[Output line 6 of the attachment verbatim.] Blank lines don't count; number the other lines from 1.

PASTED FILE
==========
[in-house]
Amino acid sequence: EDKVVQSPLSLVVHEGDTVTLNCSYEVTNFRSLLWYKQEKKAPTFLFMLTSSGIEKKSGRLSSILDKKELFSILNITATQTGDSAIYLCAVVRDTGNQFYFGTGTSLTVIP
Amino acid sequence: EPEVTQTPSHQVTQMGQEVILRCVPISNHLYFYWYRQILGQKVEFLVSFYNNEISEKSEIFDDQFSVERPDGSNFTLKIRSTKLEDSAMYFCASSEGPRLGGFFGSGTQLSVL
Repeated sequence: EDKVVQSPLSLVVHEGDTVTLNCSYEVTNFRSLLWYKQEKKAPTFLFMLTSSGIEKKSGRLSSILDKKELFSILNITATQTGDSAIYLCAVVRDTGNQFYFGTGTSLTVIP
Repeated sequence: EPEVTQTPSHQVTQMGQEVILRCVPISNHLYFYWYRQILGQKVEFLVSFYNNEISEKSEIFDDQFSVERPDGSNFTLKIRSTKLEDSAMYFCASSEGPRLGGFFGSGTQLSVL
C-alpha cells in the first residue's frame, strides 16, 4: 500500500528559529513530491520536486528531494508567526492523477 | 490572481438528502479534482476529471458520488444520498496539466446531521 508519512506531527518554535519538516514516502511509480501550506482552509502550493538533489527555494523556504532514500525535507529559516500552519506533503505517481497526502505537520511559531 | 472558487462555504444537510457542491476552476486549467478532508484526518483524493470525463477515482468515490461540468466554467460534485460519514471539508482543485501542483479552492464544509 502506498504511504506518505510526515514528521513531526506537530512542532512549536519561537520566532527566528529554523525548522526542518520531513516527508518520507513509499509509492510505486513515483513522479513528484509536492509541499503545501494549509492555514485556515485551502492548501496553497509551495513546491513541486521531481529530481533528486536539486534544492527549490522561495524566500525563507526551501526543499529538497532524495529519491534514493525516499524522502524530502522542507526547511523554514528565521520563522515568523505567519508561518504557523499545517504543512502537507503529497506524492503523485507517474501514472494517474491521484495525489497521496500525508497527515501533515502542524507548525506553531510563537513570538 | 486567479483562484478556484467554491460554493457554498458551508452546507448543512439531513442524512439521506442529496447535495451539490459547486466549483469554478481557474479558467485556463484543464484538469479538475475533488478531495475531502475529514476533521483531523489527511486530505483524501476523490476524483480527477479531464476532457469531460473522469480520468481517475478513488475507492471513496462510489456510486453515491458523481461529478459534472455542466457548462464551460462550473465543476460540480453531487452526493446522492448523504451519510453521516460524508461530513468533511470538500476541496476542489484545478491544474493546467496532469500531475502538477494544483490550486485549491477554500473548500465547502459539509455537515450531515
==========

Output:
C-alpha cells in the first residue's frame, strides 16, 4: 500500500528559529513530491520536486528531494508567526492523477 | 490572481438528502479534482476529471458520488444520498496539466446531521 508519512506531527518554535519538516514516502511509480501550506482552509502550493538533489527555494523556504532514500525535507529559516500552519506533503505517481497526502505537520511559531 | 472558487462555504444537510457542491476552476486549467478532508484526518483524493470525463477515482468515490461540468466554467460534485460519514471539508482543485501542483479552492464544509 502506498504511504506518505510526515514528521513531526506537530512542532512549536519561537520566532527566528529554523525548522526542518520531513516527508518520507513509499509509492510505486513515483513522479513528484509536492509541499503545501494549509492555514485556515485551502492548501496553497509551495513546491513541486521531481529530481533528486536539486534544492527549490522561495524566500525563507526551501526543499529538497532524495529519491534514493525516499524522502524530502522542507526547511523554514528565521520563522515568523505567519508561518504557523499545517504543512502537507503529497506524492503523485507517474501514472494517474491521484495525489497521496500525508497527515501533515502542524507548525506553531510563537513570538 | 486567479483562484478556484467554491460554493457554498458551508452546507448543512439531513442524512439521506442529496447535495451539490459547486466549483469554478481557474479558467485556463484543464484538469479538475475533488478531495475531502475529514476533521483531523489527511486530505483524501476523490476524483480527477479531464476532457469531460473522469480520468481517475478513488475507492471513496462510489456510486453515491458523481461529478459534472455542466457548462464551460462550473465543476460540480453531487452526493446522492448523504451519510453521516460524508461530513468533511470538500476541496476542489484545478491544474493546467496532469500531475502538477494544483490550486485549491477554500473548500465547502459539509455537515450531515